- The Food and Drug Administration won't recommend altering the dose regimens of the two coronavirus vaccines currently authorized for emergency use in the U.S. without new clinical data, the agency said late Monday.
- In an unusual statement, commissioner Stephen Hahn and top agency official Peter Marks warned that changing the way the vaccines are used could put "public health at risk" because those immunized may falsely think they're protected from COVID-19. The vaccines from Moderna as well as partners Pfizer and BioNTech were proven to be 95% protective against symptomatic COVID-19 after two shots given a few weeks apart.
- Hahn and Marks' opposition comes after the leader of the White House's Operation Warp Speed effort, Moncef Slaoui, suggested using half-doses of Moderna's vaccine, citing study results indicating the immune response generated appeared equally strong in adults 18 to 55 years of age given doses half as strong as the one authorized.
The 10-month sprint from discovery to authorization for Moderna's and Pfizer's vaccines was the fastest effort of its kind, a scientific milestone that put the pandemic's end in sight. But having an effective vaccine is only a prelude to having people vaccinated, a task that's quickly proving difficult in the U.S. and elsewhere.
In the U.S., early rollout of the two shots has fallen well short of early projections from the Trump administration, which had hoped to vaccinate 20 million people by the end of December. More than two-thirds of the roughly 15 million doses that have been distributed across the country remain unused, according to data from the Centers for Disease Control and Prevention.
Hospitalizations from COVID-19, meanwhile, continue to set new highs. And a new, apparently more contagious coronavirus variant that quickly spread in the U.K. has been found in the U.S. and dozens of other countries.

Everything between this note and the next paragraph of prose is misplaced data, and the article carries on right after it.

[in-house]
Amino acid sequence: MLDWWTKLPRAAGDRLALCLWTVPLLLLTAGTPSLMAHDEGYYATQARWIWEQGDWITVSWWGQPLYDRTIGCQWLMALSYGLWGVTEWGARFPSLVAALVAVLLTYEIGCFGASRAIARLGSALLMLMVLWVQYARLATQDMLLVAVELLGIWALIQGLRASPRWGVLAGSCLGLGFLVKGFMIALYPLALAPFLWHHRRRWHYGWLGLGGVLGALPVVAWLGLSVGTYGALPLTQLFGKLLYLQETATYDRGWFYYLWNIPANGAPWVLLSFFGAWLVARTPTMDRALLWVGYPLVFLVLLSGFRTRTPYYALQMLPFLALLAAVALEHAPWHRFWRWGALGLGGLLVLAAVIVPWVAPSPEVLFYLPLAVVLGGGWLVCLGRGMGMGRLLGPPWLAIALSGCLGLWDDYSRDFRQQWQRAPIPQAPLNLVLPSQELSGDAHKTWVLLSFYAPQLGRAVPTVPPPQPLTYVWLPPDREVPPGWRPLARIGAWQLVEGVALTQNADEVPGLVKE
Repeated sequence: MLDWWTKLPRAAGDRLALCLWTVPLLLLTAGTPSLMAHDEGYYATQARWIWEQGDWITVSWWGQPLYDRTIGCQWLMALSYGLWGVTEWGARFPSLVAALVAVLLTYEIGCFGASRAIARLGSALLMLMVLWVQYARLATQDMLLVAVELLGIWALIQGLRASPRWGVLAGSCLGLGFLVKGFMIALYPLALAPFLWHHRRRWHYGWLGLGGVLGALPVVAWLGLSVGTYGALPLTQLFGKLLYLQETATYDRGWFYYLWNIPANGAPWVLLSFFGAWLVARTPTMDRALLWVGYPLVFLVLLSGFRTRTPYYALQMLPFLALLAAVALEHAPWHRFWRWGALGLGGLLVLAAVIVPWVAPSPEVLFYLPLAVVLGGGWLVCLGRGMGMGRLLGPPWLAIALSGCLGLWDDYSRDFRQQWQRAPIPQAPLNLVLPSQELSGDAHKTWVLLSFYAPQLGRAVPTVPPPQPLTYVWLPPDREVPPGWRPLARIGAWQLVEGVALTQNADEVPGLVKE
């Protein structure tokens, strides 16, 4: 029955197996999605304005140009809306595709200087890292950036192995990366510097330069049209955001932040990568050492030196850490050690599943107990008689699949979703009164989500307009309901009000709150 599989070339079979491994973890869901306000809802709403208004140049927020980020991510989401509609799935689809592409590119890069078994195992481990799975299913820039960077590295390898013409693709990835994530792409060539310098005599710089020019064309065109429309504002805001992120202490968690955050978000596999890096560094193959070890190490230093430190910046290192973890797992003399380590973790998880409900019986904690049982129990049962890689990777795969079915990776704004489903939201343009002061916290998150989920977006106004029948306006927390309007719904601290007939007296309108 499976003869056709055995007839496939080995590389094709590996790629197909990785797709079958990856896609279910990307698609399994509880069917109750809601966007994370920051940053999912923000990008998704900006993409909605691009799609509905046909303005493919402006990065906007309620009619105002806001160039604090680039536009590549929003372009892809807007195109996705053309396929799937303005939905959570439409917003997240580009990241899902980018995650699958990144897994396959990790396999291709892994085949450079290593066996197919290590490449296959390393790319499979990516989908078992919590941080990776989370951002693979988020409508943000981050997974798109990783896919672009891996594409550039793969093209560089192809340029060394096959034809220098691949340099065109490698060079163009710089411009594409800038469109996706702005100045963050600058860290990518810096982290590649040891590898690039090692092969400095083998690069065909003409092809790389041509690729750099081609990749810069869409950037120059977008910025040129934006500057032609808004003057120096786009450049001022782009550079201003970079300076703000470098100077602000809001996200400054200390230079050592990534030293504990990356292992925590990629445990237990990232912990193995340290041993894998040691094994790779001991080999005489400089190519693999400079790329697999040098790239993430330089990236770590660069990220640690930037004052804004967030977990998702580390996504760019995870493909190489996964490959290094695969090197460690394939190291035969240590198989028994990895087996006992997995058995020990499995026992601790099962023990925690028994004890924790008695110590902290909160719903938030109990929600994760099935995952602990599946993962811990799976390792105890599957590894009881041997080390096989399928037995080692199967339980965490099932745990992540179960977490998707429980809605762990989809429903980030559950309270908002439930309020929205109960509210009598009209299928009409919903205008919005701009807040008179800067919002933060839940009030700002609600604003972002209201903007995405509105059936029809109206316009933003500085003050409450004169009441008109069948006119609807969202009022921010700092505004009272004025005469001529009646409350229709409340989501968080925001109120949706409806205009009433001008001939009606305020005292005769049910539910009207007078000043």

The worrisome news has heightened the pressure to maximize the currently limited supply of vaccines by stretching dosing regimens beyond what was tested in clinical trials. Several prominent health leaders have argued the dosing schedule for each shot could be changed in an effort to vaccinate the public faster. Ideas floated include delaying a second dose, relying primarily on one dose or mixing and matching vaccines.
The U.K., which entered into another national lockdown Monday, adopted such a strategy last week when it approved a vaccine developed by AstraZeneca and the University of Oxford. The country's drug regulator said the second shot of both that vaccine and Pfizer's would be administered closer to 12 weeks after the first, an effort to maximize the number of people inoculated right away.
The decision is, essentially, an experiment. Neither of those vaccines were explictly tested that way, although some participants in AstraZeneca's trials were given shots spaced as many as 26 weeks apart. Pfizer has cautioned that it has no data supporting the protection of a single shot after 21 days.
The U.K.'s decision, though, should mean more people in the country are vaccinated sooner, compared to countries like the U.S. that are holding half of available doses in reserve for the second shot. But some experts worry protection may not be as high as the dosing regimens tested, while others have warned a partial immune response could help new vaccine-resistant coronavirus variants to emerge.
In a statement Monday, Hahn and Marks called any suggested changes to FDA-authorized dosing or schedules "premature and not rooted solidly in the available evidence."
Few trial participants received the two vaccines off schedule, they said, and those participants that did were generally only followed for a short period of time, making it impossible to "conclude anything definitive about the depth or duration of protection."
"If people do not truly know how protective a vaccine is, there is the potential for harm because they may assume that they are fully protected when they are not, and accordingly, alter their behavior to take unnecessary risks," wrote Hahn and Marks.
The regulator won't recommend any changes until vaccine manufacturers "have data and science supporting a change," they said.
Neither Moderna nor Pfizer and BioNTech have done any rigorous testing comparing one- and two-dose regimens.